nep-dge New Economics Papers
on Dynamic General Equilibrium
Issue of 2006‒05‒20
sixteen papers chosen by
Christian Zimmermann
University of Connecticut

  1. Intertemporal Disturbances By Giorgio E. Primiceri; Ernst Schaumburg; Andrea Tambalotti
  2. On the Optimal Timing of Benefits with Heterogenous Workers and Human Capital Depreciation By Robert Shimer; Iván Werning
  3. A Dynamic Theory of Public Spending, Taxation and Debt By Marco Battaglini; Stephen Coate
  4. Portfolio Choice in a Monetary Open-Economy DSGE Model By Charles Engel; Akito Matsumoto
  5. Schooling, learning on-the-job, earnings and inequality By Luis P. Correia
  6. Markets Versus Governments: Political Economy of Mechanisms By Daron Acemoglu; Michael Golosov; Aleh Tsyvinski
  7. Optimal social security in a dynastic model with investment externalities and endogenous fertility By Zeng, J; Jie Zhang
  8. Inflation Taxation and Welfare with Externalities and Leisure By Ho, W-M, Zeng, J.; Jie Zhang
  9. Welfare-based monetary policy rules in an estimated DSGE model of the US economy By Michel Juillard; Philippe Karam; Douglas Laxton; Paolo Pesenti
  10. The Economic Dynamics in Amoroso's Contribution By Cristina Nardi Spiller; Mario Pomini
  11. Gains de productivité et contrôle de la recherche d'emploi. By Solenne Tanguy
  12. Public jobs creation and unemployment dynamics. By Céline Choulet
  13. Return Migration and Saving Behavior of Foreign Workers in Germany By Murat G. Kirdar
  14. Inequality Constraints in Recursive Economies By Pontus Rendahl
  15. Home Production, Market Production and the Gender Wage Gap: Incentives and Expectations By Stefania Albanesi; Claudia Olivetti
  16. The Causes of Japan%u2019s %u2018Lost Decade%u2019: The Role of Household Consumption By Charles Yuji Horioka

  1. By: Giorgio E. Primiceri; Ernst Schaumburg; Andrea Tambalotti
    Abstract: Disturbances affecting agents intertemporal substitution are the key driving force of macroeconomic fluctuations. We reach this conclusion exploiting the bond pricing implications of an estimated general equilibrium model of the U.S. business cycle with a rich set of real and nominal frictions.
    JEL: E30 E32 E44
    Date: 2006–05
  2. By: Robert Shimer; Iván Werning
    Abstract: This paper studies the optimal timing of unemployment insurance subsidies in a McCall search model. Risk-averse workers sequentially sample random job opportunities. Our model distinguishes unemployment subsidies from consumption during unemployment by allowing workers to save and borrow freely. When the insurance agency faces a group of homogeneous workers solving stationary search problems, the optimal subsidies are independent of unemployment duration. In contrast, when workers are heterogeneous or when human capital depreciates during the spell, the optimal subsidy is no longer constant. We explore the main determinants of the shape of the optimal subsidy schedule, isolating forces for subsidies to optimally rise or fall with duration.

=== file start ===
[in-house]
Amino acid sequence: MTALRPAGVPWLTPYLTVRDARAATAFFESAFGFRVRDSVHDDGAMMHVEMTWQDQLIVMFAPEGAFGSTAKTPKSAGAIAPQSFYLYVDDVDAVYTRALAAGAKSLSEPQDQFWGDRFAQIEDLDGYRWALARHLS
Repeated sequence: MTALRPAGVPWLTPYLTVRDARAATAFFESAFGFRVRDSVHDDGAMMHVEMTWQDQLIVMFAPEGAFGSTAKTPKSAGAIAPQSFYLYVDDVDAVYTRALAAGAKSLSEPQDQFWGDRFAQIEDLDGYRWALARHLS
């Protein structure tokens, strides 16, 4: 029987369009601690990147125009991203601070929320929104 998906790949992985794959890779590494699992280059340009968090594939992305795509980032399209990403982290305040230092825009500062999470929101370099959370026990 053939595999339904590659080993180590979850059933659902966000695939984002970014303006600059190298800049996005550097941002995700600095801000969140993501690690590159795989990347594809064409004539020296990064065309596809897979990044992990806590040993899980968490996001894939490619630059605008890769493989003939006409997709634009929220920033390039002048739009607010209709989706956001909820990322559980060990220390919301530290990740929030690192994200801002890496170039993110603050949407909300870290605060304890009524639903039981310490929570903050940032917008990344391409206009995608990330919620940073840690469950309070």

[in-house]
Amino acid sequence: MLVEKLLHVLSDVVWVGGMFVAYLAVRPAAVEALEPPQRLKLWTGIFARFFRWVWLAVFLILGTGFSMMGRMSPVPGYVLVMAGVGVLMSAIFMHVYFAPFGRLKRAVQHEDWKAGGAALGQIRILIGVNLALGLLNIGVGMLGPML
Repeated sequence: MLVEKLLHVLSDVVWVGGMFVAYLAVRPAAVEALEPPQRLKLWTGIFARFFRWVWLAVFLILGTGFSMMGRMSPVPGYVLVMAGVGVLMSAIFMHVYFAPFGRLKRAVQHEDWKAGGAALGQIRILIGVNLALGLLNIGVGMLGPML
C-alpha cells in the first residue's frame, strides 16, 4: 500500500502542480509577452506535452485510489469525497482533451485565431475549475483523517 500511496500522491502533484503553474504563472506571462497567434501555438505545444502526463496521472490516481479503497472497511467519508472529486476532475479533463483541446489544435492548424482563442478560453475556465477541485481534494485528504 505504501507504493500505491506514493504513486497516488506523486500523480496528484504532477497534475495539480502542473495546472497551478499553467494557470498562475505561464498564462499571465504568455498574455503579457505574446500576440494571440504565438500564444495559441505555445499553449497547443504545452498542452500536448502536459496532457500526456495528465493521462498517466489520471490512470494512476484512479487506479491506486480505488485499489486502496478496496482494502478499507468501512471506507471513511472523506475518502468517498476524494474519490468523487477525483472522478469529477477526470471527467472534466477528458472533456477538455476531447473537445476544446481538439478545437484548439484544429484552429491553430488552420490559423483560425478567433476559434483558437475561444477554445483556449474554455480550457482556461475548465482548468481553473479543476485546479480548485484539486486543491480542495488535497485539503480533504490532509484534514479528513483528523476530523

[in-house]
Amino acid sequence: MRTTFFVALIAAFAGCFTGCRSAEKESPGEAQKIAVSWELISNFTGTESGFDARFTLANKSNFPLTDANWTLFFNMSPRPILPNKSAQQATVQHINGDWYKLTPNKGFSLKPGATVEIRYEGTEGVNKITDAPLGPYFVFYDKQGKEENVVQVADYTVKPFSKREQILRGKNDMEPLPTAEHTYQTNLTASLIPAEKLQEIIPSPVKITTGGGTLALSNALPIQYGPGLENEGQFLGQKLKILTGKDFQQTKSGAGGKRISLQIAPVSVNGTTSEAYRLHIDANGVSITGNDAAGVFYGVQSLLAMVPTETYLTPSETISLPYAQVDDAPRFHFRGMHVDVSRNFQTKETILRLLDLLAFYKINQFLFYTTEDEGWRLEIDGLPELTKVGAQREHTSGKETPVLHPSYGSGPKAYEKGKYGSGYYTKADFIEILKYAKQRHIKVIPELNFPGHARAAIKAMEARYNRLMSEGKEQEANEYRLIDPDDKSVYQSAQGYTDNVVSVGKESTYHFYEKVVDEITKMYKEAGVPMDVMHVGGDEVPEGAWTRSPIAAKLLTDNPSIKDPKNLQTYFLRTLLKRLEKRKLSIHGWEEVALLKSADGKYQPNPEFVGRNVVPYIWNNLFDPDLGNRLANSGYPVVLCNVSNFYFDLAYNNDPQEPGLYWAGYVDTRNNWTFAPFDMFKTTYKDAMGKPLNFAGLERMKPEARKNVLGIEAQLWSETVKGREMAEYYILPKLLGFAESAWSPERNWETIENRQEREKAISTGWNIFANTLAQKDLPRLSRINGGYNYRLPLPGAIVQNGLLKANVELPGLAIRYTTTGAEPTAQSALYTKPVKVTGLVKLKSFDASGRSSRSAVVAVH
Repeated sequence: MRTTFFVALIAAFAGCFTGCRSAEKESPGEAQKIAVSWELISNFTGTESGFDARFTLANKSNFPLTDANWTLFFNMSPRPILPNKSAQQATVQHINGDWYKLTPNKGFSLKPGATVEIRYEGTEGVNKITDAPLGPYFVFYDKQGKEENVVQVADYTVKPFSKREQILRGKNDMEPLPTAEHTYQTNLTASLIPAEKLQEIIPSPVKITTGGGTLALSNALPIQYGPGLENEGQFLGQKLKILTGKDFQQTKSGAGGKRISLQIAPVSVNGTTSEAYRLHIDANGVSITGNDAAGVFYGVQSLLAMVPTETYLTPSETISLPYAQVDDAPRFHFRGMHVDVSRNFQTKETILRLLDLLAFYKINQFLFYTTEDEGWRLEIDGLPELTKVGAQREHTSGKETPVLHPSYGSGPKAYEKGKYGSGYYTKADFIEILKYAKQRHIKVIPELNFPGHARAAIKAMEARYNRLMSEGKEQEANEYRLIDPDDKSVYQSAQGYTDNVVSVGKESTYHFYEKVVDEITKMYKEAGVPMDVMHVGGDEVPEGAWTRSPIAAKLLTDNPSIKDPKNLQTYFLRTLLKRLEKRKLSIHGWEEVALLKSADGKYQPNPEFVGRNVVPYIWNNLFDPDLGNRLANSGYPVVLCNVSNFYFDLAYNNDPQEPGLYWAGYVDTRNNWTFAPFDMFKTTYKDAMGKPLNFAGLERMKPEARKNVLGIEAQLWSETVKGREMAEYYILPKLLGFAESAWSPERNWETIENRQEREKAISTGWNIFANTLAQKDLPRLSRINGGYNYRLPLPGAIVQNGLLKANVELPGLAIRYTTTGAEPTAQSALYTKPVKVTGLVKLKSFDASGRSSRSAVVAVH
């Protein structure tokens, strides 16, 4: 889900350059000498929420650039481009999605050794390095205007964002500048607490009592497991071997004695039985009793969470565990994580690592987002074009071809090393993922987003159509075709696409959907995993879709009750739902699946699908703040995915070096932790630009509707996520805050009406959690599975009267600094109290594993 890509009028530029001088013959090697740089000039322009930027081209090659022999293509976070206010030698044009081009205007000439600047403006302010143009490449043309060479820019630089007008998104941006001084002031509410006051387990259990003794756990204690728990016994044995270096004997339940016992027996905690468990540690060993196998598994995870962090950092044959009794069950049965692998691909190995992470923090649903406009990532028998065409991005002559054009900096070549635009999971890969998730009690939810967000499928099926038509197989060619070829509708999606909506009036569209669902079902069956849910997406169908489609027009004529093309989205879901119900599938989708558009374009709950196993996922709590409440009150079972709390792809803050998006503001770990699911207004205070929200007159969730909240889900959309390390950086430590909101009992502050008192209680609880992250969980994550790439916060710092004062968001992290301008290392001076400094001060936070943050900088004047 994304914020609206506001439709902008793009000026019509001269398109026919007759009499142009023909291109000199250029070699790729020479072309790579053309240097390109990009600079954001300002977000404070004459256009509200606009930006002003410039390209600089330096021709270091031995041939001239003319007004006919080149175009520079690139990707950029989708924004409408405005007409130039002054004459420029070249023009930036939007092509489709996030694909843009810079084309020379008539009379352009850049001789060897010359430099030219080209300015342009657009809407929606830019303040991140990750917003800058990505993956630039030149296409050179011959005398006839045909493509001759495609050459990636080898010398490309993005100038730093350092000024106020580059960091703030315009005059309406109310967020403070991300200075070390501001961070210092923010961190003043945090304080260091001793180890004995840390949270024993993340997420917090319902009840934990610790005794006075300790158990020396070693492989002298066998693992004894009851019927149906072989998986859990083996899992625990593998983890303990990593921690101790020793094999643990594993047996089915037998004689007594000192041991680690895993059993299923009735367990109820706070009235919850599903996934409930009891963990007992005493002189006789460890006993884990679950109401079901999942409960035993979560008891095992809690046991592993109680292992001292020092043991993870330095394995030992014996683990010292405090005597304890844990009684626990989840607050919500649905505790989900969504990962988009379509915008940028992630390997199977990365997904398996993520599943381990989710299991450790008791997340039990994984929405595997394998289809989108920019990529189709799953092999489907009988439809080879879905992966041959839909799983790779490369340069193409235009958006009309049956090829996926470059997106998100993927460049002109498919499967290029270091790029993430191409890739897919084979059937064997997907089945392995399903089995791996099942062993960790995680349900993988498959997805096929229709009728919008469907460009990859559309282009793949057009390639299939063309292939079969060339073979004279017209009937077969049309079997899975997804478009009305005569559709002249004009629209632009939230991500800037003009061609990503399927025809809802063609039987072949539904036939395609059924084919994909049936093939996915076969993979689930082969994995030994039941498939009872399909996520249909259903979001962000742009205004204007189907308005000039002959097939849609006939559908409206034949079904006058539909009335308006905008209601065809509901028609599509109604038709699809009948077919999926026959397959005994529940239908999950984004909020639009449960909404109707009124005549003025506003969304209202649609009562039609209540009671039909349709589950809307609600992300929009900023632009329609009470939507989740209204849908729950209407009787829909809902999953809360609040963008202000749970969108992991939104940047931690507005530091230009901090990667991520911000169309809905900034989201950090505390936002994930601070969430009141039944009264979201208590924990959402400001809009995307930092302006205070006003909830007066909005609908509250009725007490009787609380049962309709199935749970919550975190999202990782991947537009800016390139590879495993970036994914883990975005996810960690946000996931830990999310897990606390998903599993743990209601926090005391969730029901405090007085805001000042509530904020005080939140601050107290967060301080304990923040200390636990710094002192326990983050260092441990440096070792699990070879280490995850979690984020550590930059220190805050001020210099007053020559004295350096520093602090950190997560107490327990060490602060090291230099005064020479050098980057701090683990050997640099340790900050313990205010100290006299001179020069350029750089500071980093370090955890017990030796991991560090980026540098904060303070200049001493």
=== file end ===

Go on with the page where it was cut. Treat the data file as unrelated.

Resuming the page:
JEL: J6
    Date: 2006–05
  3. By: Marco Battaglini; Stephen Coate
    Date: 2006–05–11
  4. By: Charles Engel; Akito Matsumoto
    Abstract: This paper develops a two-country monetary DSGE model in which households choose a portfolio of home and foreign equities, and a forward position in foreign exchange. Some goods prices are set without full information of the state. We show that temporarily sticky nominal goods prices can have large effects on equity portfolios. Home and foreign portfolios are not identical in equilibrium. In response to technology shocks, sticky prices generate a negative correlation between labor income and the profits of domestic firms, biasing portfolios in favor of home equities. In contrast, under flexible prices, labor income and the profits of the domestic firms are positively correlated. Even a small amount of nominal price stickiness can generate these portfolio differences, depending on the diversification role played by the terms of trade. Returns on human capital and equities may be positively correlated under sticky prices when the source of shocks is monetary, but this risk is hedged through nominal assets rather than through equities.
    JEL: F31 F41 G11
    Date: 2006–05
  5. By: Luis P. Correia
    Abstract: Why might people in poor countries leave school earlier and invest less in learning on-thejob than people in rich ones? How do these human capital decisions impact on inequality? To give quantitative answers to these questions, I build an overlapping generations model with optimal human capital accumulation and a given distribution of abilities. Variation in mortality and population growth rates can generate large variability in schooling decisions, earnings profiles and measures of inequality. High mortality and population growth rates are shown to produce comparatively little investment in human capital, flat earnings profiles and low inequality, both within and across cohorts.
    Keywords: human capital, earnings profiles, schooling, inequality.
    JEL: I20 J11 J24 O11 O40
    Date: 2006–05
  6. By: Daron Acemoglu; Michael Golosov; Aleh Tsyvinski